Situated inside the design studio of our Mountain View Headquarters, this Gen 6 cabin model was never intended to fly. Instead, its purpose is to help us build the best passenger experience possible, including our in-cabin noise testing.
One broad appeal of Urban Air Mobility (UAM) is that eVTOLs make less noise than traditional aircraft. Noise can have both positive and negative impacts on human health. Predicting and understanding in-cabin and external-cabin noise for eVTOLs is of great importance as the industry prepares to launch commercial services across the world. Wisk has researched both internal and external noise, and this article will focus on how in-cabin noise testing was conducted. External noise testing, and the results of that testing, will be covered in another article.
Creating an Accurate Noise Profile
Quieter doesn’t mean silent. Understanding the impact of noise is crucial for Urban Air Mobility (UAM) producers and operators. While these aircraft are still in development, it’s important to have an idea of their noise profiles to avoid costly and time-consuming design changes later on.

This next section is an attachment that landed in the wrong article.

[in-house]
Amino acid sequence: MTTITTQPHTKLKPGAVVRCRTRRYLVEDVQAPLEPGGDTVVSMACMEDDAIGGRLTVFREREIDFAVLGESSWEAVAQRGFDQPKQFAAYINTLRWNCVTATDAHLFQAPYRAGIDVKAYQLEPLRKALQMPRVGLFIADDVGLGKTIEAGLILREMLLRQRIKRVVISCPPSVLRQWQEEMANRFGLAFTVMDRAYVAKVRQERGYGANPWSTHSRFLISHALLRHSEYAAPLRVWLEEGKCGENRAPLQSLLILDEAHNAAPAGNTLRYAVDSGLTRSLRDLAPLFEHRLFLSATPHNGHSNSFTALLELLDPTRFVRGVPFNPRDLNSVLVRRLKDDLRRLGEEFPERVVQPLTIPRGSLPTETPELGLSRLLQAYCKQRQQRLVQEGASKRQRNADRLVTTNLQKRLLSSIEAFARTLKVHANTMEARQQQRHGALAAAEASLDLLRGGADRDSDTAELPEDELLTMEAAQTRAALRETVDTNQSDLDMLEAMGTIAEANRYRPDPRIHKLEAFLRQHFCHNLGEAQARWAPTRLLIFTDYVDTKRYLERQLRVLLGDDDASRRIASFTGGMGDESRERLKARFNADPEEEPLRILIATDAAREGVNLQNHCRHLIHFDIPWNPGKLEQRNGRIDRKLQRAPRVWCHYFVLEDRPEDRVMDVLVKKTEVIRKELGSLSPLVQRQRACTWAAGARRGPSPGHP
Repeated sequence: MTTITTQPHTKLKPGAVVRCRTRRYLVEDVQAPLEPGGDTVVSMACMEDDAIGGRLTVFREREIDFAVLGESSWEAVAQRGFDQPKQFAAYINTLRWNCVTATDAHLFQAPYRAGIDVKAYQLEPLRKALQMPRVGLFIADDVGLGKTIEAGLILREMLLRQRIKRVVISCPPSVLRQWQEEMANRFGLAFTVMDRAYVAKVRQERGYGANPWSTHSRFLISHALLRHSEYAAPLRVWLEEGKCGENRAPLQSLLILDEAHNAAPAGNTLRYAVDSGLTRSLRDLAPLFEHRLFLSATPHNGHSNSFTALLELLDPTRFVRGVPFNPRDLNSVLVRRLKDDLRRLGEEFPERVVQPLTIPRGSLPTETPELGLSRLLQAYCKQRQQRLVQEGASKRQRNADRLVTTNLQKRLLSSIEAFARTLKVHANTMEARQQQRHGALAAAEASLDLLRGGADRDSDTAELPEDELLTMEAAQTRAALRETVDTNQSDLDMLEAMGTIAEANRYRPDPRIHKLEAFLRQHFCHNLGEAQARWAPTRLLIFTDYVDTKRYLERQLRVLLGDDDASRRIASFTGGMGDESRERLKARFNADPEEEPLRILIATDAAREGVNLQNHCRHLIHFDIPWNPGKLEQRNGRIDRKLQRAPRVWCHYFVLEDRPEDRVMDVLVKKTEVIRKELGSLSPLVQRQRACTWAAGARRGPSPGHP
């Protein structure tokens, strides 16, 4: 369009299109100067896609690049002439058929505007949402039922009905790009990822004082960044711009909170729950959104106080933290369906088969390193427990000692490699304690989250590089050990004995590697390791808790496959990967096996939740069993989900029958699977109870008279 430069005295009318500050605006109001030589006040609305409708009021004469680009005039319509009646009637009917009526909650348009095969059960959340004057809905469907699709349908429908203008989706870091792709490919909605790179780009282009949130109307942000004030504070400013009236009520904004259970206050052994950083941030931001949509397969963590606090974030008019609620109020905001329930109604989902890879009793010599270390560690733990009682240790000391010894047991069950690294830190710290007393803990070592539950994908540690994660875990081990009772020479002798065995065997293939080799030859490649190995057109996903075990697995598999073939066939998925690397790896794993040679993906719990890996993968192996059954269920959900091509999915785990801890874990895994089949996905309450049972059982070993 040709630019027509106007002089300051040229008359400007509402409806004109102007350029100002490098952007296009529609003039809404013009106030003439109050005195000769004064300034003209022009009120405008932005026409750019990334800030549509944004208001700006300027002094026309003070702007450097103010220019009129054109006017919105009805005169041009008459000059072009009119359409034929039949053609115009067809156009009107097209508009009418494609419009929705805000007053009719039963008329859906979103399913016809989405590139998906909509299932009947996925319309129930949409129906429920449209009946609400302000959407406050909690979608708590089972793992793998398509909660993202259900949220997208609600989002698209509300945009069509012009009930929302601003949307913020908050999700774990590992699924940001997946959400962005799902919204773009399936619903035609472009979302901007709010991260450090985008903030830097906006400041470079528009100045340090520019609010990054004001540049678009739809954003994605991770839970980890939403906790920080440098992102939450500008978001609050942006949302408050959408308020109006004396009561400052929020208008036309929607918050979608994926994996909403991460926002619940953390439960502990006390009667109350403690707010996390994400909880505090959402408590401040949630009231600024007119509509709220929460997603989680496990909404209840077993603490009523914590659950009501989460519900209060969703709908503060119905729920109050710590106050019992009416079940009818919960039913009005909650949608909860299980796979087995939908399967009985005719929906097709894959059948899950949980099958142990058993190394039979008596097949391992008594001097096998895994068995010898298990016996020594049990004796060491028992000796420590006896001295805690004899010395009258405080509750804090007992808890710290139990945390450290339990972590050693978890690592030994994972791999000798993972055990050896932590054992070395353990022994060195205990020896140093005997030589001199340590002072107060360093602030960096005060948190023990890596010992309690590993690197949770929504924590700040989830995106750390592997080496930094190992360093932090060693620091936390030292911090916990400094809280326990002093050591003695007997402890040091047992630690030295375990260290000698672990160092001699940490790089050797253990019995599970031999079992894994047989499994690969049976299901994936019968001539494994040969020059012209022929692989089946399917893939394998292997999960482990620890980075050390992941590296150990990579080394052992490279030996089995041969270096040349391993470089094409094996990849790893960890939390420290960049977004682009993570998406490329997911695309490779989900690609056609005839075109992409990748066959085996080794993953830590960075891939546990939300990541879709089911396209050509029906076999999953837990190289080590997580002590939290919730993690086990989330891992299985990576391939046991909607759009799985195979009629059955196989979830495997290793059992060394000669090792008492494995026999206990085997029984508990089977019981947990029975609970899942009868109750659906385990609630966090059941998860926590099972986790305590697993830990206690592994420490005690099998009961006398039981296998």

Simulation plays a vital role in this process. Wisk’s Senior Staff Aerodynamic Engineer, Sebastian Thomas, explained that, “By combining teamwork, cutting-edge technology, and some pretty advanced mathematics, we have a pretty good idea of what our Gen 6 aircraft will sound like.”
It all starts with taking the data generated by computational fluid dynamics models of the aircraft. Neel Vora, the Sr Staff Aerospace Engineer at Wisk, noted that “The CFD (computational fluid dynamics) data is the backbone of this pipeline and our decision to rely on high fidelity, fully coupled simulations has been key to matching experimental data and making realistic predictions.” This data is then processed through industry-standard modeling toolchains to simulate a noise footprint for our Gen 6 aircraft.